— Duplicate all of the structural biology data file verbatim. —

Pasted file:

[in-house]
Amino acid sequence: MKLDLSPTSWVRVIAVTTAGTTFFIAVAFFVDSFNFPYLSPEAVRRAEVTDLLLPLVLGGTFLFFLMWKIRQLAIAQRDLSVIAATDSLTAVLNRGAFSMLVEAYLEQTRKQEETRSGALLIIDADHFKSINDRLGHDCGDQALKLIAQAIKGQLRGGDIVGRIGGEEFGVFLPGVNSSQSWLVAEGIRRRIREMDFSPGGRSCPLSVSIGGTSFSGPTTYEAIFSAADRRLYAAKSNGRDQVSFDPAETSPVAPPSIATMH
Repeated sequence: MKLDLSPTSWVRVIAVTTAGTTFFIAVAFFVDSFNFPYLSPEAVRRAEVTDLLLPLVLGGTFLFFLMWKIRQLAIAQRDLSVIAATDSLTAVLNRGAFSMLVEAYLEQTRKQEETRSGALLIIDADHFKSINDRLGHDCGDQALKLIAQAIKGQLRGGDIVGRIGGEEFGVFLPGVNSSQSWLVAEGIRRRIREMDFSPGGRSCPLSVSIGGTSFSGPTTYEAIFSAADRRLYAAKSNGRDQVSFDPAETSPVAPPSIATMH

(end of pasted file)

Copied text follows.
[in-house]
Amino acid sequence: MKLDLSPTSWVRVIAVTTAGTTFFIAVAFFVDSFNFPYLSPEAVRRAEVTDLLLPLVLGGTFLFFLMWKIRQLAIAQRDLSVIAATDSLTAVLNRGAFSMLVEAYLEQTRKQEETRSGALLIIDADHFKSINDRLGHDCGDQALKLIAQAIKGQLRGGDIVGRIGGEEFGVFLPGVNSSQSWLVAEGIRRRIREMDFSPGGRSCPLSVSIGGTSFSGPTTYEAIFSAADRRLYAAKSNGRDQVSFDPAETSPVAPPSIATMH
Repeated sequence: MKLDLSPTSWVRVIAVTTAGTTFFIAVAFFVDSFNFPYLSPEAVRRAEVTDLLLPLVLGGTFLFFLMWKIRQLAIAQRDLSVIAATDSLTAVLNRGAFSMLVEAYLEQTRKQEETRSGALLIIDADHFKSINDRLGHDCGDQALKLIAQAIKGQLRGGDIVGRIGGEEFGVFLPGVNSSQSWLVAEGIRRRIREMDFSPGGRSCPLSVSIGGTSFSGPTTYEAIFSAADRRLYAAKSNGRDQVSFDPAETSPVAPPSIATMH